- In this photo taken on Thursday, Oct. 6, 2016, an elderly man walks next to his donkey at a camp for internally displaced people near the town of Abs, located on Yemen’s western coastal plain below towering desert mountains. Hundreds of Yemenis fleeing war are now living in tents and mud-brick shelters scattered across a cornfield, where they buried the remains of loved ones they carried with them when they escaped. (AP Photos Hani Mohammed) (The Associated Press)
- In this photo taken on Friday, Oct. 7, 2016, a boy stands in front of his family’s hut at a camp for internally displaced people near the town of Abs, located on Yemen’s western coastal plain below towering desert mountains. Hundreds of Yemenis fleeing war are now living in tents and mud-brick shelters scattered across a cornfield, where they buried the remains of loved ones they carried with them when they escaped. (AP Photos Hani Mohammed) (The Associated Press)
ABS, Yemen – The cornfield is dotted with tents, mud-brick shelters and huts made of sticks and plastic sheets, home to around 900 Yemenis who fled the front-lines of their country’s war. Buried in the field’s soil are the bodies of loved ones they carried with them as they escaped.
Around 30 miles (50 kilometers) to the north near the border with Saudi Arabia, their hometown Haradh lies emptied of people and largely destroyed by fighting as Yemeni rebels and Saudi forces bombard each other with rockets and missiles across the frontier.
“I am still in disbelief,” said Moussa al-Shibani, a farmer now living in the cornfield, known as al-Makhzan camp. “I was stable in my land, my town, among my family. I never thought to leave. My home is a piece of me.”
Al-Makhzan camp, located on Yemen’s western coastal plain below towering desert mountains, is just one small corner of misery in the humanitarian crisis that has overwhelmed this country.
More than 3 million of the country’s 26 million people have been driven from their homes; entire towns have been wiped out under airstrikes; other cities have come under crippling sieges by Houthi forces. Hunger has become widespread.
The war began when the Shiite rebels known as Houthis based in the north seized the capital Sanaa. In March 2015, Saudi Arabia and its Gulf allies launched a campaign of airstrikes against the rebels. More than 4,000 civilians have been killed in airstrikes or in ground fighting between the rebels and fighters backing the internationally recognized president.
Haradh had once been relatively prosperous, benefiting from cross-border trade and smuggling.
Now the main street is lined with leveled buildings, according to footage aired on Yemeni TV. Most residents — some 11,500 families — fled in the summer of 2015, scattering to various nearby areas. Some came to the field outside the town of Abs, and its owner let them set up shacks, which has since grown into al-Makhzan camp.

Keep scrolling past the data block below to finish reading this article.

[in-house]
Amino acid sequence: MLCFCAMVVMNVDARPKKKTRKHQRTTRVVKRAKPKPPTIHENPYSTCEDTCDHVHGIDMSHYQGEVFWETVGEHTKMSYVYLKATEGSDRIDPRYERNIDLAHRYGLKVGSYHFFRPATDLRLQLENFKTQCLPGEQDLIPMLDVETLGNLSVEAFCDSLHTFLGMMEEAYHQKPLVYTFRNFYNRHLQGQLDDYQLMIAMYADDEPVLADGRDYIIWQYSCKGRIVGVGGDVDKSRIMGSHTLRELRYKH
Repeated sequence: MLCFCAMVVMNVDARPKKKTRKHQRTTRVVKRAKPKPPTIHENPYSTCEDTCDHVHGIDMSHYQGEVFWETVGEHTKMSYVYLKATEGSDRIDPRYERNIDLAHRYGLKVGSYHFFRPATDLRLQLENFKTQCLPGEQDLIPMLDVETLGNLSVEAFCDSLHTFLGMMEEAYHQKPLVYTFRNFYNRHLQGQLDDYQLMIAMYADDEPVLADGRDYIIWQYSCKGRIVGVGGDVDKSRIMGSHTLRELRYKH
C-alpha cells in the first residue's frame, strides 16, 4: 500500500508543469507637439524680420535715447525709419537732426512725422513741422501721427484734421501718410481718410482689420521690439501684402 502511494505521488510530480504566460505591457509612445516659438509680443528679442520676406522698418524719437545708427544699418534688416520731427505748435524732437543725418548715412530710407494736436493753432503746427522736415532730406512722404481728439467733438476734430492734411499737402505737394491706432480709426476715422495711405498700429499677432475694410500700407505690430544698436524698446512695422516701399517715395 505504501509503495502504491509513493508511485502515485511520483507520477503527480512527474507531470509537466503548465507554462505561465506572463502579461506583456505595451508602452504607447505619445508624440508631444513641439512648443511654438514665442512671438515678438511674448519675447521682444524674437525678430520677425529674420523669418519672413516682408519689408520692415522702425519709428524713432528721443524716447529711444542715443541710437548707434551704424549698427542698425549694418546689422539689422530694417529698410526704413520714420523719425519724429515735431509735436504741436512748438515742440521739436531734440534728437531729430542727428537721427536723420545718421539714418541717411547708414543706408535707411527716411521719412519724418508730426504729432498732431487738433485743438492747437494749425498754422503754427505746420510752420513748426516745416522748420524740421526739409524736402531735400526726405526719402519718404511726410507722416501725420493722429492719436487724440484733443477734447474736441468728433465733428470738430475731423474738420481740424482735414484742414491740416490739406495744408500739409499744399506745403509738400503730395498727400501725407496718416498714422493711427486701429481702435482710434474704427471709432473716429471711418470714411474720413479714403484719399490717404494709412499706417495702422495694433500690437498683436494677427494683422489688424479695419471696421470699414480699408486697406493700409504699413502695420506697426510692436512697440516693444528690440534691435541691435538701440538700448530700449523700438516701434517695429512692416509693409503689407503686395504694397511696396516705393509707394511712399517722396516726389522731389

Leila, a grandmother with a traditional tattoo on her forehead, said her home was flattened in an airstrike. As her family fled, they carried with them the bodies of two of her children and a friend killed in the strike. They are now buried in the field.
“We’re worth nothing, not even the palm of a hand,” she said, using a local expression that means a tiny amount.
In al-Makhzan, barefoot children roam the field. The men are jobless. There are no medical facilities. The closest hospital was in Abs, a half-hour drive away. Few could afford the car fare for that. Then in August an airstrike destroyed the Abs hospital, so now the nearest medical facility is even farther, three hours away.
Several elderly people over 80 years bedridden in their shacks said they are just waiting to die, too weak to seek help for ailments.
Every three months, aid from UN agencies arrives. The residents need everything but most of all, food, said al-Shibani, who now acts as an aid coordinator. Many are living on just bread and tea.
Al-Shibani left the Haradh area with his and his brothers’ families after an airstrike hit a gas station next to his house. He later returned to take care of his sheep and a plot of land where he grew vegetables.
He found the whole area deserted, his land littered with munitions and cluster bombs.
“I was the only one left,” he said. “There is nothing but a battlefield.” Rebel fighters told him it was better for him to leave.
Motta Ali Arfag built a mud-brick shelter with her own hands in al-Makhzan for her family — her parents, husband and three children. Her brother lives nearby in a shack with his family.
Now Arfag is four months pregnant with another child.
“I don’t want children anymore … not at a time of war,” she said. Her kids become terrified and unable to sleep when warplanes fly overhead.
Yahia Gaber’s four daughters have suffered psychological trauma from the bombings. His daughter Beshayer, nearly 15, bites people, tears her hair and slaps her own face.
Doctors told them there’s nothing that could be done, Gaber said, adding his own explanation:
“They have been struck by devils.”